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An Ode to Rose Silence - By Monica Ainley

An Ode to Rose Silence - By Monica Ainley

On dewy summer morning, you’re the first in the house to wake. You take a moment to breathe in the morning air, stretch out, and enjoy the feeling of just lying in bed, with an endlessly bright, sunny day ahead of you.

This, in a nutshell (or, should I say, a bottle) is what Miller Harris’ Rose Silence evokes for me. Form early April until late September, I slither out of bed, grab my trustee bottle from the mantlepiece and spritz, letting the fresh, uplifting smell of freshly clipped roses waft around the corners and down the hall. It's a quiet, but invigorating moment to myself.

A little much, you say? Maybe. But humour me for a moment. The connection between scent and memory is scientifically indisputable. Ever noticed how catching a drift of a scent on the street on a passerby; of a bonfire maybe; or a freshly baked bread, can immediately bring back the near-tangible feel and image of a person from your past, a childhood summer or a wonderful meal shared between friends years ago? The reason for this trigger is directly related to the anatomy of the human brain. Incoming smells are first processed by the olfactory bulb, which starts in the nose and then runs along the bottom of the brain. This bulb is directly connected to two brain areas strongly connected to emotion and memory: the amygdala and the hippocampus. By the way, auditory and tactile information doesn’t pass through these areas. Which is why smell triggers noticeably more emotion and memory than the other senses. So there you go.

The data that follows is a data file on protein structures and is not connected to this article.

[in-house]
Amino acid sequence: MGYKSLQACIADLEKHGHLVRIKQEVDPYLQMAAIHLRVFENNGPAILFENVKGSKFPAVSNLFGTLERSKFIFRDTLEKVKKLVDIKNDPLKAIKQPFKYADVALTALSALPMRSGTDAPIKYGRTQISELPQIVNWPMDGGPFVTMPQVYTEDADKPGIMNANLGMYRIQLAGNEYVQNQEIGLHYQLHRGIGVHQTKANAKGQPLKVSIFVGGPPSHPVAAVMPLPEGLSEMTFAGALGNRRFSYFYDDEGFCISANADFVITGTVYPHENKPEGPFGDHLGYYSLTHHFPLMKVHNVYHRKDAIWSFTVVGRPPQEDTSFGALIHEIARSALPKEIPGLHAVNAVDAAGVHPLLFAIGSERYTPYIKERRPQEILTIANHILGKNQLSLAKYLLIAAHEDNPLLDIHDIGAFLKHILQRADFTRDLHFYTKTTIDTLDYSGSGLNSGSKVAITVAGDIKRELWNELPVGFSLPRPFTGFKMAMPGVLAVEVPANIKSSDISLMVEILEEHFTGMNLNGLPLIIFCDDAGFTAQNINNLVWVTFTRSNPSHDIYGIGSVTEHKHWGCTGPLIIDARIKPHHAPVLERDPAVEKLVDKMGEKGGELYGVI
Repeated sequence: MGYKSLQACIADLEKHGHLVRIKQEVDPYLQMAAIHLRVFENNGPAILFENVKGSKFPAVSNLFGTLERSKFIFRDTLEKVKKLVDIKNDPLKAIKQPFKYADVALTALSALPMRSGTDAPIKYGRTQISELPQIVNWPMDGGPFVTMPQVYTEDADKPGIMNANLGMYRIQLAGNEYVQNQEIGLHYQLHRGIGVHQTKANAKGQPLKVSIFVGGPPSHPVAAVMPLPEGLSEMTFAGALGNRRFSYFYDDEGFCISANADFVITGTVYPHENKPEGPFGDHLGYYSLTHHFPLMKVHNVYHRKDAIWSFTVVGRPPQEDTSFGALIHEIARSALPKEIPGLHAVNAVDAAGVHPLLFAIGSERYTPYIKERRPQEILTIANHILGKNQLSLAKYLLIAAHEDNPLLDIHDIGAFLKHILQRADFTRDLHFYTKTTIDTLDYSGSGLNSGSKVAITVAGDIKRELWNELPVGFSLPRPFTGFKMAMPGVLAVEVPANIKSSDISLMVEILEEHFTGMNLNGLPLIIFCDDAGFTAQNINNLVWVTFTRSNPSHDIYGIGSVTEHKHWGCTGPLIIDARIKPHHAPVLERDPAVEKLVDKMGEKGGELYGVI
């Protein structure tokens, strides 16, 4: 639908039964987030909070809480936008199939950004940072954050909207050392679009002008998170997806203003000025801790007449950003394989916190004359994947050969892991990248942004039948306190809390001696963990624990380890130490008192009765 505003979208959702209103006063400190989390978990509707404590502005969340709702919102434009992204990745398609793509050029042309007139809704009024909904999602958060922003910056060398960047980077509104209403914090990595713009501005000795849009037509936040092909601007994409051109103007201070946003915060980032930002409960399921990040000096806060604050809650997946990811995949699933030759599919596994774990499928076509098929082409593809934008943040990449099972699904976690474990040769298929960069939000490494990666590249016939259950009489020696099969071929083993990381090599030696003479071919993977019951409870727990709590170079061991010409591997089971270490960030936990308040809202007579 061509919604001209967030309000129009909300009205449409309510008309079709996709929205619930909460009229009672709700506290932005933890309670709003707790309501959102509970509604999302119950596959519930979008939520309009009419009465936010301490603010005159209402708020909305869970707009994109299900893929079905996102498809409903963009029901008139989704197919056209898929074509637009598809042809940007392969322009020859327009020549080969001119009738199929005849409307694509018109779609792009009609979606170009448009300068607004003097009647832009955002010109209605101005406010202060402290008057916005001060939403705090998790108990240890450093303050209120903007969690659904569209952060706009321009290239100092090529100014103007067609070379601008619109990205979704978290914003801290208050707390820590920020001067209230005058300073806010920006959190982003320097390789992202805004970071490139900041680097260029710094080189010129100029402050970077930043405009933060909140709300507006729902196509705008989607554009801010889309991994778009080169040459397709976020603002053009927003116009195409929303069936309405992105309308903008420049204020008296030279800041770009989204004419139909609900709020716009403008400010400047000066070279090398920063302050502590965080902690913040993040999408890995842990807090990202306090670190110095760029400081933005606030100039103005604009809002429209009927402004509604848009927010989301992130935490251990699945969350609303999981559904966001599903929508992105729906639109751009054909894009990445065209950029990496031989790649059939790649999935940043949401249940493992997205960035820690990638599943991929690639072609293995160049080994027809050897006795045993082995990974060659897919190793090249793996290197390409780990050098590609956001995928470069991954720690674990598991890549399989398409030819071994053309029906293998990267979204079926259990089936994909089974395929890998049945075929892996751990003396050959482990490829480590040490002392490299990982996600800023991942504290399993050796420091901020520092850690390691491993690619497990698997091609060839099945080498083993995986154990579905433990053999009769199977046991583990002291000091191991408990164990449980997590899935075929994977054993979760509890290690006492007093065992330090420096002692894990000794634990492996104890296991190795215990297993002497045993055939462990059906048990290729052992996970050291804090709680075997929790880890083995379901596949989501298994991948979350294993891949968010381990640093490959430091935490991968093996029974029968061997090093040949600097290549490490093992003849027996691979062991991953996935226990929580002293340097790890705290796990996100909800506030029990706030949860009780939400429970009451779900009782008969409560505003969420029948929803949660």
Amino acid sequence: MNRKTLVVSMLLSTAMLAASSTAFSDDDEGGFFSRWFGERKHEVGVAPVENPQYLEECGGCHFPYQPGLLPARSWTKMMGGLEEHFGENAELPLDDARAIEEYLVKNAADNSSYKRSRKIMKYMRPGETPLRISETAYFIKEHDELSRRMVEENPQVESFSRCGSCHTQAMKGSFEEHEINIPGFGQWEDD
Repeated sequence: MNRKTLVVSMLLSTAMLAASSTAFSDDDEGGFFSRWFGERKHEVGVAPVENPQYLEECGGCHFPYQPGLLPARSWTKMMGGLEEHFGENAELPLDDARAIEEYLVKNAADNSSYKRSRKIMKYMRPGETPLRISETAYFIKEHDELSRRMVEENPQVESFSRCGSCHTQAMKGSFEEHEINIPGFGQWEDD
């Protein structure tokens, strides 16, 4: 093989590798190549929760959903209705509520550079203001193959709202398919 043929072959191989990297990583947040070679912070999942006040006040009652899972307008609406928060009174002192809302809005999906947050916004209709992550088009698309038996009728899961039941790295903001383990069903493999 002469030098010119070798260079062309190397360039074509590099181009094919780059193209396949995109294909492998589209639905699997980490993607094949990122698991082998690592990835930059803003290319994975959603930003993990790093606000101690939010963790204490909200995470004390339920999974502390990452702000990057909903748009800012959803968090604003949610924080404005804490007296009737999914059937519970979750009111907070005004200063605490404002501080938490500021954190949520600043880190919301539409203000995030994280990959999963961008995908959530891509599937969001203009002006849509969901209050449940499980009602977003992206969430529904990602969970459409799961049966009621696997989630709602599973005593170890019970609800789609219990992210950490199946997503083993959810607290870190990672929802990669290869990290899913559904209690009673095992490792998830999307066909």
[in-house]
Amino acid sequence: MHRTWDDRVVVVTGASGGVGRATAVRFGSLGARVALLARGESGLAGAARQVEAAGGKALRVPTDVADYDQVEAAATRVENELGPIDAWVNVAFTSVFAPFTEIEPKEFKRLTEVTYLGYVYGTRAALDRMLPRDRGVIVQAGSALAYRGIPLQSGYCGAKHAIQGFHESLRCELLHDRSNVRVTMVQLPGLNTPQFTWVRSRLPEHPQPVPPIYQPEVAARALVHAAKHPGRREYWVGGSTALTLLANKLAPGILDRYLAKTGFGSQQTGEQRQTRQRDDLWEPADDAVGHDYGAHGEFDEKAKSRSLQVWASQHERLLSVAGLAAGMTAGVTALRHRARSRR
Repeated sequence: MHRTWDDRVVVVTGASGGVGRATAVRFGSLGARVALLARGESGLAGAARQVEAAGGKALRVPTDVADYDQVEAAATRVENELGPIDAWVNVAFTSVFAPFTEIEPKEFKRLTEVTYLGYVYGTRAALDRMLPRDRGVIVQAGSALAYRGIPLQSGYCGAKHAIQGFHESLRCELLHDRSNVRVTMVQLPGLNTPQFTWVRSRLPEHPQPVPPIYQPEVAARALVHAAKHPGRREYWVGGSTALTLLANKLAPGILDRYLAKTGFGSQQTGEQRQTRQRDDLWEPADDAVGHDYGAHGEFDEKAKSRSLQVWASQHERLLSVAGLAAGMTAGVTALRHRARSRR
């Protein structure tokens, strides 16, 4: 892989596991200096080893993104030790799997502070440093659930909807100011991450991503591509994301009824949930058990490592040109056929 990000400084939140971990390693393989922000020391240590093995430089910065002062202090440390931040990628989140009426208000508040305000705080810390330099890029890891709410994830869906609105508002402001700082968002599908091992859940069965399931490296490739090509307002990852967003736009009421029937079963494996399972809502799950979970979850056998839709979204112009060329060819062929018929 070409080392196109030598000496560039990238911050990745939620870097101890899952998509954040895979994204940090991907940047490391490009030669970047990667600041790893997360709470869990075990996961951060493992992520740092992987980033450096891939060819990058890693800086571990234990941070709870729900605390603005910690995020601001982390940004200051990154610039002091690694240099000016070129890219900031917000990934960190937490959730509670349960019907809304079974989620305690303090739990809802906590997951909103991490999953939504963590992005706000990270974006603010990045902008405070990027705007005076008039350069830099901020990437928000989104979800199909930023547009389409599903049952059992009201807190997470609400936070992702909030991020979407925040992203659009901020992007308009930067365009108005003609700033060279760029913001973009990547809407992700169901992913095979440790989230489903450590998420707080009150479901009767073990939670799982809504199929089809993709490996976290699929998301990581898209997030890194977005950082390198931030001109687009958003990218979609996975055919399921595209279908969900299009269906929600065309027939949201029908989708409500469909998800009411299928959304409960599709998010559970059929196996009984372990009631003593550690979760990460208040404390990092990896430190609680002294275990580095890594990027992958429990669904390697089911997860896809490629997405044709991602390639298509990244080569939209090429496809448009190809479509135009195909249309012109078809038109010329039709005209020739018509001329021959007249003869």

I know I had a couple of good encounters with rose gardens in my early life. When I trace the memory, Rose Silence brings me back to my Grandmother’s country garden by the lake in Canada, where I spent my childhood summers. When I smell it, I can picture her lovely long wrinkled hands cutting a branch, handing me a crushed peta between her crooked fingersl, urging me to take a sniff. “Isn’t it wonderful, Monica” she'd say in her proper London accent, which seemed so exotic back then.

These days, in the evenings, or midwinter, I’ll wear something darker, muskier, more masculine —I’m a particular fan of Feuilles de Tabac once the leaves start to turn. But, while the days are long and bright, the rose is queen of my nose, the direct path to memories of summers past and a tangy, mandarin promise of warm air and crisp mornings to come.